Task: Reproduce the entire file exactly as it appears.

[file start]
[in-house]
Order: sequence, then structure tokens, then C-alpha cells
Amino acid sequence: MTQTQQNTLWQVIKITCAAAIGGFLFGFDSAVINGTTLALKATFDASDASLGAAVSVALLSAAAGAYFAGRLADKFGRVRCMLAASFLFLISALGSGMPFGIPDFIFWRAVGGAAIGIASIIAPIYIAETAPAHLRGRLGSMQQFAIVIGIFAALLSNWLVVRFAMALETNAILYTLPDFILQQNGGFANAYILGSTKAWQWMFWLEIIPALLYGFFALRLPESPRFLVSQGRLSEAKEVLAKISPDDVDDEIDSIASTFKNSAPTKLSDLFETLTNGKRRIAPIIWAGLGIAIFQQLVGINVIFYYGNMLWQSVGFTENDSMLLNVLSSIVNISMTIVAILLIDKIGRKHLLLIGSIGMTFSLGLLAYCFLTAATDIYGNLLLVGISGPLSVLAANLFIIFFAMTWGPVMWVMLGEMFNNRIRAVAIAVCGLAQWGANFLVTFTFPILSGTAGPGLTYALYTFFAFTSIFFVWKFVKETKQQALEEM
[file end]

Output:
[in-house]
Order: sequence, then structure tokens, then C-alpha cells
Amino acid sequence: MTQTQQNTLWQVIKITCAAAIGGFLFGFDSAVINGTTLALKATFDASDASLGAAVSVALLSAAAGAYFAGRLADKFGRVRCMLAASFLFLISALGSGMPFGIPDFIFWRAVGGAAIGIASIIAPIYIAETAPAHLRGRLGSMQQFAIVIGIFAALLSNWLVVRFAMALETNAILYTLPDFILQQNGGFANAYILGSTKAWQWMFWLEIIPALLYGFFALRLPESPRFLVSQGRLSEAKEVLAKISPDDVDDEIDSIASTFKNSAPTKLSDLFETLTNGKRRIAPIIWAGLGIAIFQQLVGINVIFYYGNMLWQSVGFTENDSMLLNVLSSIVNISMTIVAILLIDKIGRKHLLLIGSIGMTFSLGLLAYCFLTAATDIYGNLLLVGISGPLSVLAANLFIIFFAMTWGPVMWVMLGEMFNNRIRAVAIAVCGLAQWGANFLVTFTFPILSGTAGPGLTYALYTFFAFTSIFFVWKFVKETKQQALEEM